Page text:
Instead of just point at the reasons for why we should not use snapshots, I will also try to explain how it works, when you should consider a snapshot, and some common pitfalls.
Virtual Machine Snapshots – How it works
As stated earlier in this post, you can capture state and configuration of a VM at any point in time.
You can also create multiple snapshots, delete snapshots, and apply snapshots.
In Hyper-V manager, you can right-click a VM, and take a snapshot when the current state of the VM is:
Let`s take a look what happens when you initiate a snapshots of a running VM:
1. The VM pauses
2. An AVHD is created for the snapshot
3. The VM is configured
4. The VM is pointed to the newly created AVHD
5. The VM resumes (Point 1 and 5: This would not affect the end user)
7. Now that the Snapshot is completed, the VM configuration, saved states files, and AVHD are stored in a folder under the VM snapshots directory.
2. The process starts
3. The snapshot is now completed
4. If we take a look at the settings of the VM virtual disk, we see that the newly created AVHD is the current disk for this vm. Also note the type “Differencing virtual hard disk”.
If we take another snapshot now, we will have another AVHD file that contains the changes of the VM since the last snapshot (AVHD).
What happens when you apply a Virtual Machine Snapshot?
When you apply a snapshot, you literally copy the entire VM state from the selected snapshot to the active VM. This will return your current working state to the previous snapshot state. In other words, you will lose every changes, configuration, data, and so on if you don’t take a new snapshot of the current state before applying the selected snapshot.
1. The VM saved state files (.bin, .vsv) are copied
2. A new AVHD is created and then linked to the parent AVHD
Applying a previous snapshot creates another snapshot to your hierarchy, starting at the applied snapshot
And last, what happens when you delete a Virtual Machine Snapshot?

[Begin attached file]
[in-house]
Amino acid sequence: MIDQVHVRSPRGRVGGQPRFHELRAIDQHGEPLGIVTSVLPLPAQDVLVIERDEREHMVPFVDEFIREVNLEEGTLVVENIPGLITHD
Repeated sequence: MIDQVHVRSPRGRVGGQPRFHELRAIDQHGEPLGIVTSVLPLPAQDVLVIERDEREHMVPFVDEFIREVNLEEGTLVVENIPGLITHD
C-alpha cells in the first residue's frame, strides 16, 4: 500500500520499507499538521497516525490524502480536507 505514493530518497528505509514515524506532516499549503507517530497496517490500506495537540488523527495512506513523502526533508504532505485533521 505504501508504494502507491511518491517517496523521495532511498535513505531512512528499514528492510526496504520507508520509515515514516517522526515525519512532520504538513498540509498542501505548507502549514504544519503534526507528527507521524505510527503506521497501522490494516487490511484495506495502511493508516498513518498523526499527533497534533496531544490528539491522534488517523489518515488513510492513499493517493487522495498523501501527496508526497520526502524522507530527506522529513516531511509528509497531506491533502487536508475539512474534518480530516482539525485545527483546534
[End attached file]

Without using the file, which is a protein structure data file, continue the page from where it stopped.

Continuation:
When you delete a snapshot, you also delete all the saved state files (.bin and .vsv)
1. The copy of the VM configuration taken during the snapshot process is removed
2. The copy of the VM memory taken during the snapshot process is removed
3. When the VM is powered off, the contents of any deleted AVHDs are merged with its parent (VHD)
Ok, so now we some basic facts about the Snapshot process.
What is best practice, and my personally recommendations ?
Don’t use snapshot in production.
The root reason for this is the downtime required for merging the snapshots.
If you create a snapshot of a VM with the default IDE size 127GB disk, you can consume additional 127GB of your storage. And this contiunes for the next snapshot, and so on.. Snapshots requires storage, and if you don’t have the free storage required and available when merging your snapshots, this will cause the merging process to fail. (In Hyper-V 2008 R2, you can take a new snapshot, export that snapshot, and import it as a VM – that will in some situations save you, or at least shorten the merge process)
So the keyword here is: Storage, and downtime.
The merge process is writing the VMs history back to the VHD file, and that can take hours. You don’t want to find yourself in that situation (believe me J ).
Snapshots are great for testing, and give you the ability to test and devastate your VMs.
But also for testing, I would not recommend using snapshots on a DC, even it`s in a test environment.
That may lead to inconsistency of the Active Directory Database, and as you know – every part of an Active Directory Domain would be affected.
Another tip is to try to name your snapshots with some useful names, so that when you have a snapshot-hierarchy you are able to sort them to find out what is what.
And last, let the Hyper-V manager take care of your snapshots. Don’t rename, edit, move, replace, or delete the associated snapshot files.
Drive carefully when considering snapshots, and have fun.